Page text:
A dive into Dark Academia

Sometimes, it feels like the books you read choose you.

Recently, I’ve been drawn to books set in schools or universities; one of my favourite books is The Secret History, so I’ve been looking for any reading which shares its Dark Academia aesthetic.

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Book review: A Little Hatred by Joe Abercrombie

Joe Abercrombie’s A Little Hatred – the first in a new series set in the same world as the ‘The First Law‘ trilogy – is filled with memorable but flawed characters, sharp plotting, and humour as dry and as brittle as a charred bone.

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2021 New Year round-up

Photo by Olya Kobruseva from Pexels

A belated Happy New Year to you! To be fair, the new year doesn’t feel that different to the old one, but I hope all is going well for you so far.

Last week, I posted a personal review of 2020; as you can probably guess, many of my plans for last year went out the window! Most of my energy last year was spent maintaining an even keel instead of trying anything new, but I was pleased with what I did achieve. Today’s post is about books, reading, and writing.

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Review of my 2020

Photo by Cottonbro (Pexels)

How was 2020 for you? I think it’s safe to say it didn’t work out in the way most of us were expecting; at times, it’s been frustrating, exhausting, and sometimes downright depressing, but 2020 wasn’t a complete disaster as there was still plenty to be cheerful about. Last year, I wrote about what I had achieved in 2019; here is an entirely personal follow-up review of 2020, emphasizing what I’ve enjoyed doing this year.

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Autumn catch-up and reading list

How are you doing? It’s been about three months since I last wrote a catch-up post – in that time, I’ve started a new job, gone on holiday to Devon, and read several books (although not as many as I hoped).

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Book review: Bring Up the Bodies by Hilary Mantel

Photo of Bring Up the Bodies novel by Hilary Mantel

Bring Up the Bodies – Hilary Mantel’s second instalment in her compelling trilogy about the rise and fall of Henry VIII’s fixer Thomas Cromwell – is a richly detailed and vibrant read, packed with intrigue and poisonous politics.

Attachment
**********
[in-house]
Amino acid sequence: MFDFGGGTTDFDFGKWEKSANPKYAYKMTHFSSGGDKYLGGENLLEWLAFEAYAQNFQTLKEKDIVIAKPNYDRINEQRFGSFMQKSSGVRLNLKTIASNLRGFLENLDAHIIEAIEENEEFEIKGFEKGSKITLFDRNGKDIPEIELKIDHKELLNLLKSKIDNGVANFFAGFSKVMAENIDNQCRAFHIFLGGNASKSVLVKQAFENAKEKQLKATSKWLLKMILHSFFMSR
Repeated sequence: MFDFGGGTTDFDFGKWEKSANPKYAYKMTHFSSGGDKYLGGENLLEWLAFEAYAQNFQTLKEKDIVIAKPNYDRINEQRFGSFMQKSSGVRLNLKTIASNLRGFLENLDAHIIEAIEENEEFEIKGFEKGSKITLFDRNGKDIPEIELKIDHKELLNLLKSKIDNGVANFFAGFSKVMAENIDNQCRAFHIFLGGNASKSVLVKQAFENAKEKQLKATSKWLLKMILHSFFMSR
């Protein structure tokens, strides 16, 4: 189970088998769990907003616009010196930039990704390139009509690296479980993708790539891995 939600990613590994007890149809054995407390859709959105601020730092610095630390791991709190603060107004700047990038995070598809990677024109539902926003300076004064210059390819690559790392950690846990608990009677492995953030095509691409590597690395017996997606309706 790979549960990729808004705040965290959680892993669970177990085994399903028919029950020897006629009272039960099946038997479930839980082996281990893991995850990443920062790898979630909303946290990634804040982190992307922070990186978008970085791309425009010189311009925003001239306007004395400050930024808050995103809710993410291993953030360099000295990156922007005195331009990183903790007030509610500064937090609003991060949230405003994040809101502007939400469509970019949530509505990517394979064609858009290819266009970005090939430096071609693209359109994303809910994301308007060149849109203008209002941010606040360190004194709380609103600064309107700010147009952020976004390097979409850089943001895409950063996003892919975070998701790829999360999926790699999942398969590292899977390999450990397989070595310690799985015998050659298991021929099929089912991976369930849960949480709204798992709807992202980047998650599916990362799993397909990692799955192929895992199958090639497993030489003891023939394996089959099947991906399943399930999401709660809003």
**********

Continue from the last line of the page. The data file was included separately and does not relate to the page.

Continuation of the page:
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August catch-up

It’s mid-August already! Anyone else wondering where the year’s gone? In a few weeks time, summer will be over, but at least I’m working through my booklist.

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Book review: I am, I am, I am by Maggie O’Farrell

Maggie O’Farrell’s I am, I am, I am is a ‘memoir with a difference’, which maps the author’s life in vividly-written chapters about ‘near-death’ experiences. Taking its name from a Sylvia Plath quote, this book is an honest and thought-provoking work, and despite the serious nature of the material, is proudly life-affirming too.

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June catch-up

And it’s almost the end of June already! Sometimes, it seems as if the last three months have gone so slowly, but simultaneously, it’s all been a bit of a blur (a contradiction, but I think you probably understand what I mean). Although lockdown is gradually easing and a type of ‘normality’ beckons, these strange times continue.

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Book review: Daisy Jones and The Six by Taylor Jenkins Reid

dav  Daisy Jones and The Six – Taylor Jenkins Reid’s novel about the rise and fall of a fictional rock band in the 1970’s – brims with verve, high drama, and tortured creativity.

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